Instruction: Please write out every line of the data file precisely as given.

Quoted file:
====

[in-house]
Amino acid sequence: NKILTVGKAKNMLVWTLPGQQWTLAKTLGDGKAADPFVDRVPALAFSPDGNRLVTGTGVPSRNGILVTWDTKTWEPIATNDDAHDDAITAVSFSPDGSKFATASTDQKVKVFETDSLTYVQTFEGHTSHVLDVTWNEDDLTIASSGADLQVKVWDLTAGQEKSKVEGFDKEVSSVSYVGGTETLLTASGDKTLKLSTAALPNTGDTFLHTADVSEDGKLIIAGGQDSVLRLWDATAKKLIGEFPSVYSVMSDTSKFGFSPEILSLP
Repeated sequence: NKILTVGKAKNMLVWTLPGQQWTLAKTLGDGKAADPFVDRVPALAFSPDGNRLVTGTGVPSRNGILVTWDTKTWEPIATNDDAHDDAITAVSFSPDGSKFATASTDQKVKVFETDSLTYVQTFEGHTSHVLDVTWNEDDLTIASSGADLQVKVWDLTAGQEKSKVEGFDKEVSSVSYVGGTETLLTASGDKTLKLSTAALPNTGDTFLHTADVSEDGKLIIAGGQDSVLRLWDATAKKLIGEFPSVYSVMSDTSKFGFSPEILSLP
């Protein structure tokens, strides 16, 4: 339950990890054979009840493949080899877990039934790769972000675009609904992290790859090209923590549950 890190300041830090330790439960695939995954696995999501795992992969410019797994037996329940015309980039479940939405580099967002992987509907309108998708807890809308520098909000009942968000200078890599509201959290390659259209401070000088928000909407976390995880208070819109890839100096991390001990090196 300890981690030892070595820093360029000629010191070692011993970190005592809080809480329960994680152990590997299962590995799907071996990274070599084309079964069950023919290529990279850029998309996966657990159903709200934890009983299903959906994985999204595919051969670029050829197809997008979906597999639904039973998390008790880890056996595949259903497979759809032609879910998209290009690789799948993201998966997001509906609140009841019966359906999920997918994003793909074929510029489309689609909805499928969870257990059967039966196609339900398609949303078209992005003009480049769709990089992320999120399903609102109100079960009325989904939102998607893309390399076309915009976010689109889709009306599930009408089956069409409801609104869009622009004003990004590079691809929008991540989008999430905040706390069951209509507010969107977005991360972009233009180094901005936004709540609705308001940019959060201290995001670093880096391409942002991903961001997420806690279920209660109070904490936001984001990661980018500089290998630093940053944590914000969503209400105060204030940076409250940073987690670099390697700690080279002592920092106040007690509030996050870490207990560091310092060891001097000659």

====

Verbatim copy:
[in-house]
Amino acid sequence: NKILTVGKAKNMLVWTLPGQQWTLAKTLGDGKAADPFVDRVPALAFSPDGNRLVTGTGVPSRNGILVTWDTKTWEPIATNDDAHDDAITAVSFSPDGSKFATASTDQKVKVFETDSLTYVQTFEGHTSHVLDVTWNEDDLTIASSGADLQVKVWDLTAGQEKSKVEGFDKEVSSVSYVGGTETLLTASGDKTLKLSTAALPNTGDTFLHTADVSEDGKLIIAGGQDSVLRLWDATAKKLIGEFPSVYSVMSDTSKFGFSPEILSLP
Repeated sequence: NKILTVGKAKNMLVWTLPGQQWTLAKTLGDGKAADPFVDRVPALAFSPDGNRLVTGTGVPSRNGILVTWDTKTWEPIATNDDAHDDAITAVSFSPDGSKFATASTDQKVKVFETDSLTYVQTFEGHTSHVLDVTWNEDDLTIASSGADLQVKVWDLTAGQEKSKVEGFDKEVSSVSYVGGTETLLTASGDKTLKLSTAALPNTGDTFLHTADVSEDGKLIIAGGQDSVLRLWDATAKKLIGEFPSVYSVMSDTSKFGFSPEILSLP
């Protein structure tokens, strides 16, 4: 339950990890054979009840493949080899877990039934790769972000675009609904992290790859090209923590549950 890190300041830090330790439960695939995954696995999501795992992969410019797994037996329940015309980039479940939405580099967002992987509907309108998708807890809308520098909000009942968000200078890599509201959290390659259209401070000088928000909407976390995880208070819109890839100096991390001990090196 300890981690030892070595820093360029000629010191070692011993970190005592809080809480329960994680152990590997299962590995799907071996990274070599084309079964069950023919290529990279850029998309996966657990159903709200934890009983299903959906994985999204595919051969670029050829197809997008979906597999639904039973998390008790880890056996595949259903497979759809032609879910998209290009690789799948993201998966997001509906609140009841019966359906999920997918994003793909074929510029489309689609909805499928969870257990059967039966196609339900398609949303078209992005003009480049769709990089992320999120399903609102109100079960009325989904939102998607893309390399076309915009976010689109889709009306599930009408089956069409409801609104869009622009004003990004590079691809929008991540989008999430905040706390069951209509507010969107977005991360972009233009180094901005936004709540609705308001940019959060201290995001670093880096391409942002991903961001997420806690279920209660109070904490936001984001990661980018500089290998630093940053944590914000969503209400105060204030940076409250940073987690670099390697700690080279002592920092106040007690509030996050870490207990560091310092060891001097000659």